How does the Journal webinar work?
Journal webinars are held every few months and last about an hour. Journal papers are carefully selected from recent issues of the
Royal Statistical Society's journals by editorial board for their importance, relevance and/or use of cutting-edge methodology; and authors are invited to present their work and take questions from an audience who 'dial in' to access the webinar.
Two papers are selected from our journals and authors will be invited to present their papers (20 minutes) followed by discussion (25 minutes) for each paper. Attendees will dial into a teleconference call. Papers and slides will be available to download two weeks in advance or you can log into the conference system and follow the presentation live online. These sessions are open to members and non-members. No need to pre-register. Audio recordings will be available for download shortly after the session.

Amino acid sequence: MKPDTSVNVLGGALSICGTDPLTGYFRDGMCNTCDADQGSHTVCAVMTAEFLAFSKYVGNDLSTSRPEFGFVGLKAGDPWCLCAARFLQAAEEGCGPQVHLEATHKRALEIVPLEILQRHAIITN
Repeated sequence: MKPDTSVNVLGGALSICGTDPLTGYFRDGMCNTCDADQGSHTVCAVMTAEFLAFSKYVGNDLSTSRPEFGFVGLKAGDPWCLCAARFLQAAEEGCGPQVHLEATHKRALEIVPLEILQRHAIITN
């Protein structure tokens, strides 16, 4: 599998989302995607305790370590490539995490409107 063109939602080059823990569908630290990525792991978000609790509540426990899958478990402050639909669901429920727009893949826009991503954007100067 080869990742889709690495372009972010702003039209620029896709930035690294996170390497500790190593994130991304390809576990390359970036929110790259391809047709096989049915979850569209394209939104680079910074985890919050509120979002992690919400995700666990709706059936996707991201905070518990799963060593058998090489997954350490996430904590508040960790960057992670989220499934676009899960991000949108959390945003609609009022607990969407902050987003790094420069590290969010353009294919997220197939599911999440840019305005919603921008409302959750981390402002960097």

Questions on the paper or general queries can be emailed in advance of the session to firstname.lastname@example.org.
for UK and international users and the link to the web conferencing system are provided on this page
Wednesday 25th October 2017 2pm - 3.00pm BST
Paper: Shah & Samworth ‘Variable selection with error control: Another look at stability selection’ that was published in Series B, Volume 75, Issue 1, January 2013.
Presenter/author: Richard Samworth and Rajen Shah
Chair: Chenlei Leng
Abstract: Stability selection was recently introduced by Meinshausen and Bühlmann as a very general technique designed to improve the performance of a variable selection algorithm. It is based on aggregating the results of applying a selection procedure to subsamples of the data. We introduce a variant, called complementary pairs stability selection, and derive bounds both on the expected number of variables included by complementary pairs stability selection that have low selection probability under the original procedure, and on the expected number of high selection probability variables that are excluded. These results require no (e.g. exchangeability) assumptions on the underlying model or on the quality of the original selection procedure. Under reasonable shape restrictions, the bounds can be further tightened, yielding improved error control, and therefore increasing the applicability of the methodology
Discussant: Nicolai Meinshausen
Webcasts, MP3s and slides from past events are available to download.